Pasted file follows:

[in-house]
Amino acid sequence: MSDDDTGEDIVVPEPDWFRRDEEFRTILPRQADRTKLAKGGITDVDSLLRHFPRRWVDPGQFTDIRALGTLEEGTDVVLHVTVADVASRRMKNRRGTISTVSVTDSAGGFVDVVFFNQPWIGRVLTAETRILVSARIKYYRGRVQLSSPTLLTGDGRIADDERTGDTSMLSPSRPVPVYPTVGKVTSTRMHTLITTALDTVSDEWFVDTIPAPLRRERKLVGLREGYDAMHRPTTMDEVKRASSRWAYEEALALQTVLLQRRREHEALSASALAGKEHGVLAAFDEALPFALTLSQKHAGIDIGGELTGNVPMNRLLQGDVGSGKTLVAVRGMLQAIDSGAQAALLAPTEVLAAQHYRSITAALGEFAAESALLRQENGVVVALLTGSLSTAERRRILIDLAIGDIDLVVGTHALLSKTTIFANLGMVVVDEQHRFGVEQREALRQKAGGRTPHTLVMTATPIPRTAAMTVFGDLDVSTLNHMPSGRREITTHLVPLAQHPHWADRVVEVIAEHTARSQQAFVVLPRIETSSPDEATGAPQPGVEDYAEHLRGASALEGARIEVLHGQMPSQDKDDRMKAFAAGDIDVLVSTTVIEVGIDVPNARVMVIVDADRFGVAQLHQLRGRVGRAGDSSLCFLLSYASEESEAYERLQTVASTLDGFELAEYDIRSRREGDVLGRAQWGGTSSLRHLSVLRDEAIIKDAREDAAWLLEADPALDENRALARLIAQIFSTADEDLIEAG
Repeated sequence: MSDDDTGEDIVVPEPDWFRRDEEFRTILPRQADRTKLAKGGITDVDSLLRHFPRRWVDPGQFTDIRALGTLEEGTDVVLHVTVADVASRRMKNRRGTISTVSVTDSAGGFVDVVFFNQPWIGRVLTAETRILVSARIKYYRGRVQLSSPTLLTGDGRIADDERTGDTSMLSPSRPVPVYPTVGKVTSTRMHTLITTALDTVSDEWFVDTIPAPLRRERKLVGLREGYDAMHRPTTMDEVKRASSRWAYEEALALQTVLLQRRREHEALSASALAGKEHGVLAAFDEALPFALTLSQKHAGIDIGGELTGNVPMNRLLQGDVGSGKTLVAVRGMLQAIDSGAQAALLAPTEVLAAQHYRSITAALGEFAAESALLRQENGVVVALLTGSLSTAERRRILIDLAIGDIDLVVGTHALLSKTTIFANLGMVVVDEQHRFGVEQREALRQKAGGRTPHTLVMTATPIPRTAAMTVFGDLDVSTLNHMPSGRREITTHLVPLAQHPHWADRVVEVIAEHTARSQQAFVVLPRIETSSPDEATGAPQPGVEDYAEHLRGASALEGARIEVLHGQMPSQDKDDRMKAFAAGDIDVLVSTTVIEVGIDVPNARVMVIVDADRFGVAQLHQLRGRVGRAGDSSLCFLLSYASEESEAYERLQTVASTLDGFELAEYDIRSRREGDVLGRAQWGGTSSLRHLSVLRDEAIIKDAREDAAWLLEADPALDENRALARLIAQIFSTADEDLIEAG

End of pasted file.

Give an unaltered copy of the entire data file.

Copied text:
[in-house]
Amino acid sequence: MSDDDTGEDIVVPEPDWFRRDEEFRTILPRQADRTKLAKGGITDVDSLLRHFPRRWVDPGQFTDIRALGTLEEGTDVVLHVTVADVASRRMKNRRGTISTVSVTDSAGGFVDVVFFNQPWIGRVLTAETRILVSARIKYYRGRVQLSSPTLLTGDGRIADDERTGDTSMLSPSRPVPVYPTVGKVTSTRMHTLITTALDTVSDEWFVDTIPAPLRRERKLVGLREGYDAMHRPTTMDEVKRASSRWAYEEALALQTVLLQRRREHEALSASALAGKEHGVLAAFDEALPFALTLSQKHAGIDIGGELTGNVPMNRLLQGDVGSGKTLVAVRGMLQAIDSGAQAALLAPTEVLAAQHYRSITAALGEFAAESALLRQENGVVVALLTGSLSTAERRRILIDLAIGDIDLVVGTHALLSKTTIFANLGMVVVDEQHRFGVEQREALRQKAGGRTPHTLVMTATPIPRTAAMTVFGDLDVSTLNHMPSGRREITTHLVPLAQHPHWADRVVEVIAEHTARSQQAFVVLPRIETSSPDEATGAPQPGVEDYAEHLRGASALEGARIEVLHGQMPSQDKDDRMKAFAAGDIDVLVSTTVIEVGIDVPNARVMVIVDADRFGVAQLHQLRGRVGRAGDSSLCFLLSYASEESEAYERLQTVASTLDGFELAEYDIRSRREGDVLGRAQWGGTSSLRHLSVLRDEAIIKDAREDAAWLLEADPALDENRALARLIAQIFSTADEDLIEAG
Repeated sequence: MSDDDTGEDIVVPEPDWFRRDEEFRTILPRQADRTKLAKGGITDVDSLLRHFPRRWVDPGQFTDIRALGTLEEGTDVVLHVTVADVASRRMKNRRGTISTVSVTDSAGGFVDVVFFNQPWIGRVLTAETRILVSARIKYYRGRVQLSSPTLLTGDGRIADDERTGDTSMLSPSRPVPVYPTVGKVTSTRMHTLITTALDTVSDEWFVDTIPAPLRRERKLVGLREGYDAMHRPTTMDEVKRASSRWAYEEALALQTVLLQRRREHEALSASALAGKEHGVLAAFDEALPFALTLSQKHAGIDIGGELTGNVPMNRLLQGDVGSGKTLVAVRGMLQAIDSGAQAALLAPTEVLAAQHYRSITAALGEFAAESALLRQENGVVVALLTGSLSTAERRRILIDLAIGDIDLVVGTHALLSKTTIFANLGMVVVDEQHRFGVEQREALRQKAGGRTPHTLVMTATPIPRTAAMTVFGDLDVSTLNHMPSGRREITTHLVPLAQHPHWADRVVEVIAEHTARSQQAFVVLPRIETSSPDEATGAPQPGVEDYAEHLRGASALEGARIEVLHGQMPSQDKDDRMKAFAAGDIDVLVSTTVIEVGIDVPNARVMVIVDADRFGVAQLHQLRGRVGRAGDSSLCFLLSYASEESEAYERLQTVASTLDGFELAEYDIRSRREGDVLGRAQWGGTSSLRHLSVLRDEAIIKDAREDAAWLLEADPALDENRALARLIAQIFSTADEDLIEAG